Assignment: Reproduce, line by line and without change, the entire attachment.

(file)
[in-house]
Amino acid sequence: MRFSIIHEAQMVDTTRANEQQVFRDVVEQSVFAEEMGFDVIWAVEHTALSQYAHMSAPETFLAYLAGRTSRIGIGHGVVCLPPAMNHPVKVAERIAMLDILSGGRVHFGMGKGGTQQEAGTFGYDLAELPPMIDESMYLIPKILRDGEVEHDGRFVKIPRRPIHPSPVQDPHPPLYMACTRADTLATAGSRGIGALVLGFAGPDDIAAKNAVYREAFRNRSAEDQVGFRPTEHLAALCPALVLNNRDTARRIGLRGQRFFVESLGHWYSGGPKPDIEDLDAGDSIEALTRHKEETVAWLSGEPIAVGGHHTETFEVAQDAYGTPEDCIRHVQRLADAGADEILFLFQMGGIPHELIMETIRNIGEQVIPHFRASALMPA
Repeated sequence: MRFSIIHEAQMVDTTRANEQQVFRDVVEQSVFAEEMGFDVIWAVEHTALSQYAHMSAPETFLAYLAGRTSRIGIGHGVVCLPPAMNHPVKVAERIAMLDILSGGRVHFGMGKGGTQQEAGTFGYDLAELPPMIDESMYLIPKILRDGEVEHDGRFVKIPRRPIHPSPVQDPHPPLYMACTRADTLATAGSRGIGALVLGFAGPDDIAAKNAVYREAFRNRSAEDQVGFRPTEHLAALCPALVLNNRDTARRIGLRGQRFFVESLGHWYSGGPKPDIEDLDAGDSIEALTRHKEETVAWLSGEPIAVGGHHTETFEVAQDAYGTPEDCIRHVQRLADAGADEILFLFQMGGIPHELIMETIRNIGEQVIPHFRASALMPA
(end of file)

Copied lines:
[in-house]
Amino acid sequence: MRFSIIHEAQMVDTTRANEQQVFRDVVEQSVFAEEMGFDVIWAVEHTALSQYAHMSAPETFLAYLAGRTSRIGIGHGVVCLPPAMNHPVKVAERIAMLDILSGGRVHFGMGKGGTQQEAGTFGYDLAELPPMIDESMYLIPKILRDGEVEHDGRFVKIPRRPIHPSPVQDPHPPLYMACTRADTLATAGSRGIGALVLGFAGPDDIAAKNAVYREAFRNRSAEDQVGFRPTEHLAALCPALVLNNRDTARRIGLRGQRFFVESLGHWYSGGPKPDIEDLDAGDSIEALTRHKEETVAWLSGEPIAVGGHHTETFEVAQDAYGTPEDCIRHVQRLADAGADEILFLFQMGGIPHELIMETIRNIGEQVIPHFRASALMPA
Repeated sequence: MRFSIIHEAQMVDTTRANEQQVFRDVVEQSVFAEEMGFDVIWAVEHTALSQYAHMSAPETFLAYLAGRTSRIGIGHGVVCLPPAMNHPVKVAERIAMLDILSGGRVHFGMGKGGTQQEAGTFGYDLAELPPMIDESMYLIPKILRDGEVEHDGRFVKIPRRPIHPSPVQDPHPPLYMACTRADTLATAGSRGIGALVLGFAGPDDIAAKNAVYREAFRNRSAEDQVGFRPTEHLAALCPALVLNNRDTARRIGLRGQRFFVESLGHWYSGGPKPDIEDLDAGDSIEALTRHKEETVAWLSGEPIAVGGHHTETFEVAQDAYGTPEDCIRHVQRLADAGADEILFLFQMGGIPHELIMETIRNIGEQVIPHFRASALMPA